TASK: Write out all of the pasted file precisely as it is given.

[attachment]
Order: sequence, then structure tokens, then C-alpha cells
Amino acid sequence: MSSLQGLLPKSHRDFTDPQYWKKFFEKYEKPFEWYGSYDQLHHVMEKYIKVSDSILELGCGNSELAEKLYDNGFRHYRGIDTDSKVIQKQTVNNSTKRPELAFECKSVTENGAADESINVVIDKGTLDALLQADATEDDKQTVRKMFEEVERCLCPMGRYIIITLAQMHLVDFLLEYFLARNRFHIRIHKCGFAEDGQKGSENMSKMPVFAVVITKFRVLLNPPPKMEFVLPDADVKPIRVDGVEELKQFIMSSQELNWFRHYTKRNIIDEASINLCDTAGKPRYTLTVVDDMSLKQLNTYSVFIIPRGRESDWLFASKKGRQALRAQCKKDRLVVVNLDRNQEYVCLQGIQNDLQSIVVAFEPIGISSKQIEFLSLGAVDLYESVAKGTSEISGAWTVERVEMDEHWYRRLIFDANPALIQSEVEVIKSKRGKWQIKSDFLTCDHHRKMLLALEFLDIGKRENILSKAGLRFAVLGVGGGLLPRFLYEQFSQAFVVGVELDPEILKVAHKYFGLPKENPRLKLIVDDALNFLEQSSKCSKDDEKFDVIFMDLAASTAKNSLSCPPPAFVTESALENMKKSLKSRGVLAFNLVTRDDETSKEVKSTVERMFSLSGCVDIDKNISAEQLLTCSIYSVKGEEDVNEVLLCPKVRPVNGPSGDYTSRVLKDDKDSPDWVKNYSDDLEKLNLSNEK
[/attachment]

Order: sequence, then structure tokens, then C-alpha cells
Amino acid sequence: MSSLQGLLPKSHRDFTDPQYWKKFFEKYEKPFEWYGSYDQLHHVMEKYIKVSDSILELGCGNSELAEKLYDNGFRHYRGIDTDSKVIQKQTVNNSTKRPELAFECKSVTENGAADESINVVIDKGTLDALLQADATEDDKQTVRKMFEEVERCLCPMGRYIIITLAQMHLVDFLLEYFLARNRFHIRIHKCGFAEDGQKGSENMSKMPVFAVVITKFRVLLNPPPKMEFVLPDADVKPIRVDGVEELKQFIMSSQELNWFRHYTKRNIIDEASINLCDTAGKPRYTLTVVDDMSLKQLNTYSVFIIPRGRESDWLFASKKGRQALRAQCKKDRLVVVNLDRNQEYVCLQGIQNDLQSIVVAFEPIGISSKQIEFLSLGAVDLYESVAKGTSEISGAWTVERVEMDEHWYRRLIFDANPALIQSEVEVIKSKRGKWQIKSDFLTCDHHRKMLLALEFLDIGKRENILSKAGLRFAVLGVGGGLLPRFLYEQFSQAFVVGVELDPEILKVAHKYFGLPKENPRLKLIVDDALNFLEQSSKCSKDDEKFDVIFMDLAASTAKNSLSCPPPAFVTESALENMKKSLKSRGVLAFNLVTRDDETSKEVKSTVERMFSLSGCVDIDKNISAEQLLTCSIYSVKGEEDVNEVLLCPKVRPVNGPSGDYTSRVLKDDKDSPDWVKNYSDDLEKLNLSNEK